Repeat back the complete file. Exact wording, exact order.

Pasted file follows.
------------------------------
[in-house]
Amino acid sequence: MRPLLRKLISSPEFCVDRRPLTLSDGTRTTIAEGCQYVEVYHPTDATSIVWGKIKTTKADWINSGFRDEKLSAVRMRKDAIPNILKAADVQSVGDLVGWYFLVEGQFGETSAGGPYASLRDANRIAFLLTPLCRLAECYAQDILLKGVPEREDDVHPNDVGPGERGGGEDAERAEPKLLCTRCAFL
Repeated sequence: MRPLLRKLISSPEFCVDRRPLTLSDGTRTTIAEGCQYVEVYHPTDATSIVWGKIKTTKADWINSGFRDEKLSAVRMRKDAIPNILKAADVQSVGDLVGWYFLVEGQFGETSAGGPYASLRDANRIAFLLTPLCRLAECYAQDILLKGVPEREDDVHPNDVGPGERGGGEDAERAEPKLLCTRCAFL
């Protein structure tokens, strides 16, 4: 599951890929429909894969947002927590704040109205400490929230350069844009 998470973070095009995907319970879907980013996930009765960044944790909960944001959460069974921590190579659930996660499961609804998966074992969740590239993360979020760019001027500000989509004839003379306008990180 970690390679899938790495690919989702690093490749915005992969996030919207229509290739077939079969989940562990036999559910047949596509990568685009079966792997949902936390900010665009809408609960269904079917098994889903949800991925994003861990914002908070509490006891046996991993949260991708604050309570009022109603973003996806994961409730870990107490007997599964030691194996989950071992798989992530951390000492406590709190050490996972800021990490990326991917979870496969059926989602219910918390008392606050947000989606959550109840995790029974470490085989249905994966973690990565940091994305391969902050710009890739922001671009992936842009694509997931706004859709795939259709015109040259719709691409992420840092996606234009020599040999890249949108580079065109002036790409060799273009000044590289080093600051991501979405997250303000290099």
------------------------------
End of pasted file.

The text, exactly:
[in-house]
Amino acid sequence: MRPLLRKLISSPEFCVDRRPLTLSDGTRTTIAEGCQYVEVYHPTDATSIVWGKIKTTKADWINSGFRDEKLSAVRMRKDAIPNILKAADVQSVGDLVGWYFLVEGQFGETSAGGPYASLRDANRIAFLLTPLCRLAECYAQDILLKGVPEREDDVHPNDVGPGERGGGEDAERAEPKLLCTRCAFL
Repeated sequence: MRPLLRKLISSPEFCVDRRPLTLSDGTRTTIAEGCQYVEVYHPTDATSIVWGKIKTTKADWINSGFRDEKLSAVRMRKDAIPNILKAADVQSVGDLVGWYFLVEGQFGETSAGGPYASLRDANRIAFLLTPLCRLAECYAQDILLKGVPEREDDVHPNDVGPGERGGGEDAERAEPKLLCTRCAFL
């Protein structure tokens, strides 16, 4: 599951890929429909894969947002927590704040109205400490929230350069844009 998470973070095009995907319970879907980013996930009765960044944790909960944001959460069974921590190579659930996660499961609804998966074992969740590239993360979020760019001027500000989509004839003379306008990180 970690390679899938790495690919989702690093490749915005992969996030919207229509290739077939079969989940562990036999559910047949596509990568685009079966792997949902936390900010665009809408609960269904079917098994889903949800991925994003861990914002908070509490006891046996991993949260991708604050309570009022109603973003996806994961409730870990107490007997599964030691194996989950071992798989992530951390000492406590709190050490996972800021990490990326991917979870496969059926989602219910918390008392606050947000989606959550109840995790029974470490085989249905994966973690990565940091994305391969902050710009890739922001671009992936842009694509997931706004859709795939259709015109040259719709691409992420840092996606234009020599040999890249949108580079065109002036790409060799273009000044590289080093600051991501979405997250303000290099």